My father announces that we are leaving Mexico City for the weekend. In the little white rental car, they have a big fight about directions. The map stretched out across the middle, my mother’s jabbing fingers. I stare out of the window. Outside there are cacti and small flat mustard houses. There are gas stations and open-air bars with fluttering strings of paper hanging in rows. There are people gathered around TVs watching football, and girls hanging out washing and an old man sitting beside an enormous pile of bananas.
I imagine my brother, a passenger perhaps in a different car. Somewhere between the sky and the earth, in some space where things are not seen. A road of clouds unrolling before him. His forearm on the sill, his eyes flickering with the landscape.
When we arrive at our hotel for the weekend my parents are no longer speaking. My mother’s face has cracked and sunken in on itself like a trodden snail. My father is on the phone again as soon as we check-in. His back to the room, coiled phone wire around the door. My sister and I slip our bodies into the icy turquoise oval of the pool. We stay there all weekend and by the second night our backs are burned bright red. My mother is furious. She is enraged. The world itself has left its anger inside her and it is a clenched fist, a red balloon, a kicking foot.
During the entire trip I take steady and careful photos with my first ever camera. My unmade bed, a palm tree dead in the centre of frame, a glass bottle of Fanta Naranja on the table. These pictures are purposefully mundane. A catalogue of ordinary things that I would like to file away for future remembering.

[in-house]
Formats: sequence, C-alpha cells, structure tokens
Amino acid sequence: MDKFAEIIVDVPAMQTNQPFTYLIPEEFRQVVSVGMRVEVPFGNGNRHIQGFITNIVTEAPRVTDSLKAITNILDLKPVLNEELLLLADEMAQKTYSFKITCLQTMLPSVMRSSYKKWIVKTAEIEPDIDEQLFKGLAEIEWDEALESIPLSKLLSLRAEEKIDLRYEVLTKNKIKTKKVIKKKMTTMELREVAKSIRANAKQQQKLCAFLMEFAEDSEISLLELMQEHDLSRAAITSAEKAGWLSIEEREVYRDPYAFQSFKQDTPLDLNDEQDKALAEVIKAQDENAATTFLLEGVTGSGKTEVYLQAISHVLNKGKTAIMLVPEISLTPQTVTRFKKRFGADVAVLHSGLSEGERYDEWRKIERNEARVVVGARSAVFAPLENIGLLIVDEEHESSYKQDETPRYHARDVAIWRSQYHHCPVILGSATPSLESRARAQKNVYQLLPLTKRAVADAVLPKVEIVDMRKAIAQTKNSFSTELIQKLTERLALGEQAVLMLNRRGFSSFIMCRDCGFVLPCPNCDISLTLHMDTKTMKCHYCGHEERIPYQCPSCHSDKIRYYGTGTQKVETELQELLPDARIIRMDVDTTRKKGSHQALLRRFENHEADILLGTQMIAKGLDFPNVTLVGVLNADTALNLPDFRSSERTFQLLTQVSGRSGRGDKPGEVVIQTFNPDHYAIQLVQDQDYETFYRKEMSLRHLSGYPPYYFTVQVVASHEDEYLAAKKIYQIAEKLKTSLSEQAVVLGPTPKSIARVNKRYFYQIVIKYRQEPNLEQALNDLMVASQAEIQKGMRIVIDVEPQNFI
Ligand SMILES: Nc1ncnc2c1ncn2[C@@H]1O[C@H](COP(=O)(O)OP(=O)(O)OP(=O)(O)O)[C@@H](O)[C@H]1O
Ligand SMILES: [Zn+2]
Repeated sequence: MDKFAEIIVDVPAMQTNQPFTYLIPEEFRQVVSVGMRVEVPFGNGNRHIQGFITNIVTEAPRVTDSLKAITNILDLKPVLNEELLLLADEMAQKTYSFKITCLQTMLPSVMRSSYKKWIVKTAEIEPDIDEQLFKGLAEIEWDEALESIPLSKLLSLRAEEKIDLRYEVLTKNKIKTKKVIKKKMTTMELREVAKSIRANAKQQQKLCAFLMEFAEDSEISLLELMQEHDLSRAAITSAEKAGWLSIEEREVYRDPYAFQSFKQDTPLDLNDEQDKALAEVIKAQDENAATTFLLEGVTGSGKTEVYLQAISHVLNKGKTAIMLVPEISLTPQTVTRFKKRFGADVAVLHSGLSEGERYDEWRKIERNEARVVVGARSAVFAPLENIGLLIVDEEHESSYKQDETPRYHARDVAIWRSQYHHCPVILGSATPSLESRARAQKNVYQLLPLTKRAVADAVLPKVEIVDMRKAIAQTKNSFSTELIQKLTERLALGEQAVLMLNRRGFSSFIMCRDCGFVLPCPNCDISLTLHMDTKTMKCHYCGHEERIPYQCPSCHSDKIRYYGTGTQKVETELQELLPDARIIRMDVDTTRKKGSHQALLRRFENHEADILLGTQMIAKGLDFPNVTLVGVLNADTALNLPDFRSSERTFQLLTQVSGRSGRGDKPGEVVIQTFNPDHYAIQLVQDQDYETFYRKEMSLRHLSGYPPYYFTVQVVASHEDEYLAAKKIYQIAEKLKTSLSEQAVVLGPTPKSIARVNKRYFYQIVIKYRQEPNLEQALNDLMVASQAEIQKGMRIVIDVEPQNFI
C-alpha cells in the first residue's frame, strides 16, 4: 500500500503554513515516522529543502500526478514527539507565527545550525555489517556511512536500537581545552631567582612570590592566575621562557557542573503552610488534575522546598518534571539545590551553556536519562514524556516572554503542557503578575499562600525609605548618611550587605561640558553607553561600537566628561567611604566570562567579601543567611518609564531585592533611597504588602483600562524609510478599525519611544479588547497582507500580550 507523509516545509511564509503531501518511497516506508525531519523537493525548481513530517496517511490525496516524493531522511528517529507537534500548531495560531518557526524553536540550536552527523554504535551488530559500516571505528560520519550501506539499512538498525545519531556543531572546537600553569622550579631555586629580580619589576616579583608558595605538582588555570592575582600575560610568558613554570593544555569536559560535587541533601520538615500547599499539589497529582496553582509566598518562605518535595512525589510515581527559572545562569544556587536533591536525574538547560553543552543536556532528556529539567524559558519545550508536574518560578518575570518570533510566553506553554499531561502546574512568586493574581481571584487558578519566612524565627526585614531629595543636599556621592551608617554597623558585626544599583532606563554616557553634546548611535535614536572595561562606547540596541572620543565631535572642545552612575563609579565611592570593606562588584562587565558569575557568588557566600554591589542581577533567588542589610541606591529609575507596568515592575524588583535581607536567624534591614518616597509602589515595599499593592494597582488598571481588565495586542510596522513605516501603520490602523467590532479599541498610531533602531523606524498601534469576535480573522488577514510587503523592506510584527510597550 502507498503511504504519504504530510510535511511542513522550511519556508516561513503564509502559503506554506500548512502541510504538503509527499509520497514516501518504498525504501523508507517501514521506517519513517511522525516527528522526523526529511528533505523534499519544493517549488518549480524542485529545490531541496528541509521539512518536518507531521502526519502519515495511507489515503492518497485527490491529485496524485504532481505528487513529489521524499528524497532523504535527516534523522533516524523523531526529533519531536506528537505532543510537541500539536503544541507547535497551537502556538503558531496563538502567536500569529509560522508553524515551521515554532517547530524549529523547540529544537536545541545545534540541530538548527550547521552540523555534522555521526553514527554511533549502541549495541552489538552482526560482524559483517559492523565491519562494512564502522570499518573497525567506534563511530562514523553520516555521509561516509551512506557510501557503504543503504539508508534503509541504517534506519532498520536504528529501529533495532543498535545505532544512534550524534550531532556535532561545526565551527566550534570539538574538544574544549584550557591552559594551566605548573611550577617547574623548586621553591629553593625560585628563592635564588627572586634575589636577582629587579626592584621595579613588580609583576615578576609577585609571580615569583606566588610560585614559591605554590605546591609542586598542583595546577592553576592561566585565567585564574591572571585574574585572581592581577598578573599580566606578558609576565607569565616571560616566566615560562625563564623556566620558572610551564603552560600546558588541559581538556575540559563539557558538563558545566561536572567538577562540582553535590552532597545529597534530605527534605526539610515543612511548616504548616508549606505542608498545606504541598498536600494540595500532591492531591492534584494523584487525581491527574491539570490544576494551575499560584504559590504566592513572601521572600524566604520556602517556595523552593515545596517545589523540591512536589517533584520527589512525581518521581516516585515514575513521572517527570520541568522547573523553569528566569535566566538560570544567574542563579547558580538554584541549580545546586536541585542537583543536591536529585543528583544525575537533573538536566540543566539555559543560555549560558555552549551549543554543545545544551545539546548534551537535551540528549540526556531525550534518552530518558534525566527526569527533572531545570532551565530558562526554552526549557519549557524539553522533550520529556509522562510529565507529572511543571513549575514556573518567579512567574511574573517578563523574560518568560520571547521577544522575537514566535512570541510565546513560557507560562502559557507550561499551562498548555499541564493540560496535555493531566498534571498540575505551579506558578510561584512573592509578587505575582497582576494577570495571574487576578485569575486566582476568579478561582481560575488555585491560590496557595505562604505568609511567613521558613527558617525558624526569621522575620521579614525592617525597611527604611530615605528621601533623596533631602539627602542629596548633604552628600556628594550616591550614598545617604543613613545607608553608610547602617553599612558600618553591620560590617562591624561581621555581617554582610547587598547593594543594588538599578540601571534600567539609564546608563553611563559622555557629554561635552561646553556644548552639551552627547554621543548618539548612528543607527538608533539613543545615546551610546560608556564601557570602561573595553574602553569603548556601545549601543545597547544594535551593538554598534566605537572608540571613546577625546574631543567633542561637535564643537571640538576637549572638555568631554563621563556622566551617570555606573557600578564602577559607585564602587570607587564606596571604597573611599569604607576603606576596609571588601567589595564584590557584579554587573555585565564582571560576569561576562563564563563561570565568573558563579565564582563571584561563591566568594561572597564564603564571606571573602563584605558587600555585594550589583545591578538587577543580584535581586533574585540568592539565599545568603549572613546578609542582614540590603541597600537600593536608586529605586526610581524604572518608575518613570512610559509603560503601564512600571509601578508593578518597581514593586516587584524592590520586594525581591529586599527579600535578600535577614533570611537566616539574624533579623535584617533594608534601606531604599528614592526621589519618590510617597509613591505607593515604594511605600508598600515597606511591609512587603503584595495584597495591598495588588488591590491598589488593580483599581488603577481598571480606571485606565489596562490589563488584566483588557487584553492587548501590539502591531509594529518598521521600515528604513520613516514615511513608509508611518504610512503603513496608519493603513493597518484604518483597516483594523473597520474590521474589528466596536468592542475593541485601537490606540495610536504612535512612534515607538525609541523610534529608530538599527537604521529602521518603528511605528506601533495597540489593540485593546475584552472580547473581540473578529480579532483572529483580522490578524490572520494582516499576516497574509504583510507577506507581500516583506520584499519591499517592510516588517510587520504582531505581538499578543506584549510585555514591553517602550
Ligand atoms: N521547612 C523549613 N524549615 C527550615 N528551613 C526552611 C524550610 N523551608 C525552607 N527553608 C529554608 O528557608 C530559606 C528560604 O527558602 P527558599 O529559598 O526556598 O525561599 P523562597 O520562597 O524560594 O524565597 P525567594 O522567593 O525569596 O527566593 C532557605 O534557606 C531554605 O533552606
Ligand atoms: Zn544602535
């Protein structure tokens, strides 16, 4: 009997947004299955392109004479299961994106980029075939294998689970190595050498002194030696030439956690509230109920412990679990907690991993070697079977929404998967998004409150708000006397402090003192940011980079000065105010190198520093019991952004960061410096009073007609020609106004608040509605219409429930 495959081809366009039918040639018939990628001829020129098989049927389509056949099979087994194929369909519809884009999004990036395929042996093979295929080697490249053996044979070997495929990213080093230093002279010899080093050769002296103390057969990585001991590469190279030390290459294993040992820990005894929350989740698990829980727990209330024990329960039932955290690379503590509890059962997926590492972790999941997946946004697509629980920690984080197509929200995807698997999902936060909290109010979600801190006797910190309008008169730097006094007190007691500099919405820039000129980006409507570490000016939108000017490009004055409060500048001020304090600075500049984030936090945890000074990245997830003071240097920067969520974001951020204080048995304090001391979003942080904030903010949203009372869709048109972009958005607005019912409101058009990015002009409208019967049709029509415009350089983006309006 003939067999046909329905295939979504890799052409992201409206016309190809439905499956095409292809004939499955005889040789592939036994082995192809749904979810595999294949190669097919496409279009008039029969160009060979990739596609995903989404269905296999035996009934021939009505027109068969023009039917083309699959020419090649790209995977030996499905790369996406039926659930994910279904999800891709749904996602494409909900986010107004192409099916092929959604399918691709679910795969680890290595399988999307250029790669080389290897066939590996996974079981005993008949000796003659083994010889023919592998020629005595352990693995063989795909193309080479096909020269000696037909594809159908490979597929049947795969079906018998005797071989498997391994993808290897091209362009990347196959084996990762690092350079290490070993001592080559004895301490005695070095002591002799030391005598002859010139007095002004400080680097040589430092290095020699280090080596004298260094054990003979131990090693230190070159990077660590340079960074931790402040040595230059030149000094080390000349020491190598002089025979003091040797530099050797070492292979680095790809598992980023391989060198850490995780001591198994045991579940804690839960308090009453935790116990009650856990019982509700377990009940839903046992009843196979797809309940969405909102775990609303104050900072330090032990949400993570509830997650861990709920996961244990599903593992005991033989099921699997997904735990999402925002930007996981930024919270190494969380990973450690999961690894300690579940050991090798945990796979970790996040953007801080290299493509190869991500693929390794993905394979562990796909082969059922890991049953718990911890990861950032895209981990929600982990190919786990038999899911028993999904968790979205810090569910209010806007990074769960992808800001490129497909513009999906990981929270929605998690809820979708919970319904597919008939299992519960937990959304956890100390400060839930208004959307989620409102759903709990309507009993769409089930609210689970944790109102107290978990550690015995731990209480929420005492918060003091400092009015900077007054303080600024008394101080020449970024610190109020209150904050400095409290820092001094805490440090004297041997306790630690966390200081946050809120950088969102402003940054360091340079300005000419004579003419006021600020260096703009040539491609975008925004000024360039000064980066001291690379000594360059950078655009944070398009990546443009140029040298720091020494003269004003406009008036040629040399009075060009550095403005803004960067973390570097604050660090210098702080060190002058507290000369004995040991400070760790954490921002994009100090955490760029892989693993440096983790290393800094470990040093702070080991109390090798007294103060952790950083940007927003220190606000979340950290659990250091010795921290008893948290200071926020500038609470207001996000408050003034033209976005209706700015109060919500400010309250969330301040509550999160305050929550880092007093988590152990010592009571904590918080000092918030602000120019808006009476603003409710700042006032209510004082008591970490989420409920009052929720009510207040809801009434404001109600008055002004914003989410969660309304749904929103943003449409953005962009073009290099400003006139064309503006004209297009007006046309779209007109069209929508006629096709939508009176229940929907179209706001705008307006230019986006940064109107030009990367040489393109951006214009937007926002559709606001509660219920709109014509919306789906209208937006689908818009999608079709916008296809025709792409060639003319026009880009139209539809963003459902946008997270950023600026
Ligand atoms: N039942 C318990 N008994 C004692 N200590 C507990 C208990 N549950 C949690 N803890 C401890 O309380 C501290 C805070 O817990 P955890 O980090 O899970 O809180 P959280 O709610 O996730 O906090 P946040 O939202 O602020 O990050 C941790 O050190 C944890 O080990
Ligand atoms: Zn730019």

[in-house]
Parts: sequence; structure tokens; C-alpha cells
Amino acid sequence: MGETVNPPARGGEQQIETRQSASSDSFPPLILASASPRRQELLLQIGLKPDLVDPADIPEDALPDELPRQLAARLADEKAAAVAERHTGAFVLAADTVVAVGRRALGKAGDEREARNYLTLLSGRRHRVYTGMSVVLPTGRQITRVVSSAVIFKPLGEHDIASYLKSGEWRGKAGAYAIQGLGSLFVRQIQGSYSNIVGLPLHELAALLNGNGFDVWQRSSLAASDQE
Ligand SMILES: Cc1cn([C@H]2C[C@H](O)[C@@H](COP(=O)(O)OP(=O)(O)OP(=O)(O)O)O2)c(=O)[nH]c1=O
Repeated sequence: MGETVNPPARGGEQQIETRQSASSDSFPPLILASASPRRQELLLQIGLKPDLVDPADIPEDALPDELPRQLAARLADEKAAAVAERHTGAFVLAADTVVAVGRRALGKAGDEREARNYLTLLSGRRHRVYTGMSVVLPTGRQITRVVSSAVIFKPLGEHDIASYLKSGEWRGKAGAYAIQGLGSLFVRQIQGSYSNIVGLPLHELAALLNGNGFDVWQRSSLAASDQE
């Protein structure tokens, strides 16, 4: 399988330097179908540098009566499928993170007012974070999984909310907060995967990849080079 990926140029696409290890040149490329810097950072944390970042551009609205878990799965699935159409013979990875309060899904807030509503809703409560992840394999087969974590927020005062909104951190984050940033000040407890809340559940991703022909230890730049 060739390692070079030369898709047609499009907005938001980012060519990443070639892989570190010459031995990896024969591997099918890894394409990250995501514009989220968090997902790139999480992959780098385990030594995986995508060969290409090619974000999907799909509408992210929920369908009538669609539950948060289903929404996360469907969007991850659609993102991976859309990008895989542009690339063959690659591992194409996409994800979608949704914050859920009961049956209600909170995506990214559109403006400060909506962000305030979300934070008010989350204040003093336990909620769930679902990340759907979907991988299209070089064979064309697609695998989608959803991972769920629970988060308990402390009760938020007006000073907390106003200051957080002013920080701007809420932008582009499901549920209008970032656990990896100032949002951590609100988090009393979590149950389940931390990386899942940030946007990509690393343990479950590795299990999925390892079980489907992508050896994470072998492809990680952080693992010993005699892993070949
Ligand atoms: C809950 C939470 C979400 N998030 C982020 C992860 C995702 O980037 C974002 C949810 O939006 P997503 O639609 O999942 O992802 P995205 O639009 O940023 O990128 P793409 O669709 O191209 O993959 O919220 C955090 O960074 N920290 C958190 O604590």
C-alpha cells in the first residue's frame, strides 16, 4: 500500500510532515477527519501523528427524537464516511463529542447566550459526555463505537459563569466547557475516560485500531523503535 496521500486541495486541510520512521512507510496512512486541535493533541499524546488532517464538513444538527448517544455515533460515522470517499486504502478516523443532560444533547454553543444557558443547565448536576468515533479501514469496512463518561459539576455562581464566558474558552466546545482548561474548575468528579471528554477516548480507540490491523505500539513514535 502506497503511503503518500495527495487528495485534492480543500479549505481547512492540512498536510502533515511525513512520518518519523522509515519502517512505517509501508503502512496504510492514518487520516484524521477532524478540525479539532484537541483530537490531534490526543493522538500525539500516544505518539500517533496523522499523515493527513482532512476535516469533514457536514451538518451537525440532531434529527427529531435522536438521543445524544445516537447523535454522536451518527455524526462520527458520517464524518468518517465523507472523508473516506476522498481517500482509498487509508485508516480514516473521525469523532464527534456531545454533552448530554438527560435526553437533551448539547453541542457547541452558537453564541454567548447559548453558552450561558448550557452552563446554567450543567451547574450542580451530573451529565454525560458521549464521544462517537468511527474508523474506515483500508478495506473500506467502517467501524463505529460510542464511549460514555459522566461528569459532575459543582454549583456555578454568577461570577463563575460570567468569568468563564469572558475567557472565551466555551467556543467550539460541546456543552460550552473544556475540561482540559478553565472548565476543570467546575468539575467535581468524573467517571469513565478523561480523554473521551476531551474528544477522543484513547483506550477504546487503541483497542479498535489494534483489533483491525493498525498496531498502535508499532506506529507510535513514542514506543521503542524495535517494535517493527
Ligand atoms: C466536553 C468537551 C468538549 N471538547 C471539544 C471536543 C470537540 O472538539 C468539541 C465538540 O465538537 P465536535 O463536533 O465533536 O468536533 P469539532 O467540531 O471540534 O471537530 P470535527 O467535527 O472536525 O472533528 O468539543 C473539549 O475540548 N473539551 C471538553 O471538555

Grief is not a wet rag it is a swallowed rock. But there is also this: a deep blue Mexican spring. An emerald sheen to things. Morning sunlight stroking on all sides, making oblongs on the wall and halos on the pillow. A feeling inside me that being somewhere else, in a different part of the planet means that I can also be a different person.
On our last day we go to the market and I am allowed to choose something. I pick out a mournful Mariachi doll with a guitar and a big sombrero. The woman in the market stall tells my mother that this doll is broken. She lifts it up and shows it to us.
“Está rotá,” she says.
The strings are coming unglued from the guitar.
“Pick another,” my mother snaps.
I look at the doll’s black, fruit pit eyes.
“But that’s the one I want,” I say. My mother just stares at me with disappointment.
The market woman doesn’t care. She wraps the doll in tissue and hands it to me.
When we walk back to the hotel I can hear what the doll wants to say — it wants to say thank you. It knew, I knew. We’d already made a deal. I had given it hope, a home to go to. I couldn’t go back on my word. You can’t do that to things just because you find out they are broken. When I am older I will have a garden in my house where everything is allowed to grow, tangled and weed-like, wild and messy and nothing will ever be cut back and tidied up. The dolls will be there, all of the broken dolls. The ones nobody wanted, and the ones people put back, and my brother will be there too, and everything in the world that needs another chance.
Georgina Hutchinson is a writer living in Andalucia, Spain. A native Londoner, she studied Social Anthropology and Spanish at Sussex University and Screenwriting at UCLA. Her writing has been published as part of the Los Angeles Poets & Writers Collective. She is working on her second feature film as well as a collection of short stories and poems.
You can find her on Instagram @georginahutch